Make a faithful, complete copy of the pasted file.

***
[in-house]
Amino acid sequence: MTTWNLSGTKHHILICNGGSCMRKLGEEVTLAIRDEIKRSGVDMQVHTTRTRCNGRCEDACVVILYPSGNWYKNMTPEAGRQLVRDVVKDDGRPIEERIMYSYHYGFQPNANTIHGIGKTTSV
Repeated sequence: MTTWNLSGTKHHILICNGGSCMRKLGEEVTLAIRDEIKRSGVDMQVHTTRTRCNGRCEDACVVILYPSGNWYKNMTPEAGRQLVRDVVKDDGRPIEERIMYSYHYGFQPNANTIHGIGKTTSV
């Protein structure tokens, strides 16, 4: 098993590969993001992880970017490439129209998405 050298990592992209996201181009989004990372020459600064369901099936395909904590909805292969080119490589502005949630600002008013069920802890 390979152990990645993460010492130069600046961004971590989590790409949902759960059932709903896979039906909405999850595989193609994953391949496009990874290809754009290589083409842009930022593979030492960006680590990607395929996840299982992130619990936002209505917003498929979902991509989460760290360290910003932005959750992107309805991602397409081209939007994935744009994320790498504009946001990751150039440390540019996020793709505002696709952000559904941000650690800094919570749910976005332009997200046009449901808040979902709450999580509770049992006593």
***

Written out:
[in-house]
Amino acid sequence: MTTWNLSGTKHHILICNGGSCMRKLGEEVTLAIRDEIKRSGVDMQVHTTRTRCNGRCEDACVVILYPSGNWYKNMTPEAGRQLVRDVVKDDGRPIEERIMYSYHYGFQPNANTIHGIGKTTSV
Repeated sequence: MTTWNLSGTKHHILICNGGSCMRKLGEEVTLAIRDEIKRSGVDMQVHTTRTRCNGRCEDACVVILYPSGNWYKNMTPEAGRQLVRDVVKDDGRPIEERIMYSYHYGFQPNANTIHGIGKTTSV
């Protein structure tokens, strides 16, 4: 098993590969993001992880970017490439129209998405 050298990592992209996201181009989004990372020459600064369901099936395909904590909805292969080119490589502005949630600002008013069920802890 390979152990990645993460010492130069600046961004971590989590790409949902759960059932709903896979039906909405999850595989193609994953391949496009990874290809754009290589083409842009930022593979030492960006680590990607395929996840299982992130619990936002209505917003498929979902991509989460760290360290910003932005959750992107309805991602397409081209939007994935744009994320790498504009946001990751150039440390540019996020793709505002696709952000559904941000650690800094919570749910976005332009997200046009449901808040979902709450999580509770049992006593």